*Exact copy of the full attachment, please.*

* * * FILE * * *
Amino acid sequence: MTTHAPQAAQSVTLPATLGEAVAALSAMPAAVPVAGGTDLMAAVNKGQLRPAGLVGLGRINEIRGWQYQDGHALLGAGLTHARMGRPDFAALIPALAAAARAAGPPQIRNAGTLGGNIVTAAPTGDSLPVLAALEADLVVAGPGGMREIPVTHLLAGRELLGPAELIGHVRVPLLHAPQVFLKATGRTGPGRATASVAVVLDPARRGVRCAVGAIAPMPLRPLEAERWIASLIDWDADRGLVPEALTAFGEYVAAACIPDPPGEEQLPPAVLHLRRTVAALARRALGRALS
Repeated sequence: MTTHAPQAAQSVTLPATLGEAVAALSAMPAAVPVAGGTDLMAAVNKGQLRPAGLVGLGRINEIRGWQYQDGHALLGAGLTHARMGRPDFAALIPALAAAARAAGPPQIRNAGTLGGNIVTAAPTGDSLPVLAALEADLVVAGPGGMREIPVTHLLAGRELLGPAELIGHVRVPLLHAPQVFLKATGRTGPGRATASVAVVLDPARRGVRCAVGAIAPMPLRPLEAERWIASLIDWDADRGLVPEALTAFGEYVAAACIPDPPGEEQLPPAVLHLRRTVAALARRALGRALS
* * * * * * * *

Amino acid sequence: MTTHAPQAAQSVTLPATLGEAVAALSAMPAAVPVAGGTDLMAAVNKGQLRPAGLVGLGRINEIRGWQYQDGHALLGAGLTHARMGRPDFAALIPALAAAARAAGPPQIRNAGTLGGNIVTAAPTGDSLPVLAALEADLVVAGPGGMREIPVTHLLAGRELLGPAELIGHVRVPLLHAPQVFLKATGRTGPGRATASVAVVLDPARRGVRCAVGAIAPMPLRPLEAERWIASLIDWDADRGLVPEALTAFGEYVAAACIPDPPGEEQLPPAVLHLRRTVAALARRALGRALS
Repeated sequence: MTTHAPQAAQSVTLPATLGEAVAALSAMPAAVPVAGGTDLMAAVNKGQLRPAGLVGLGRINEIRGWQYQDGHALLGAGLTHARMGRPDFAALIPALAAAARAAGPPQIRNAGTLGGNIVTAAPTGDSLPVLAALEADLVVAGPGGMREIPVTHLLAGRELLGPAELIGHVRVPLLHAPQVFLKATGRTGPGRATASVAVVLDPARRGVRCAVGAIAPMPLRPLEAERWIASLIDWDADRGLVPEALTAFGEYVAAACIPDPPGEEQLPPAVLHLRRTVAALARRALGRALS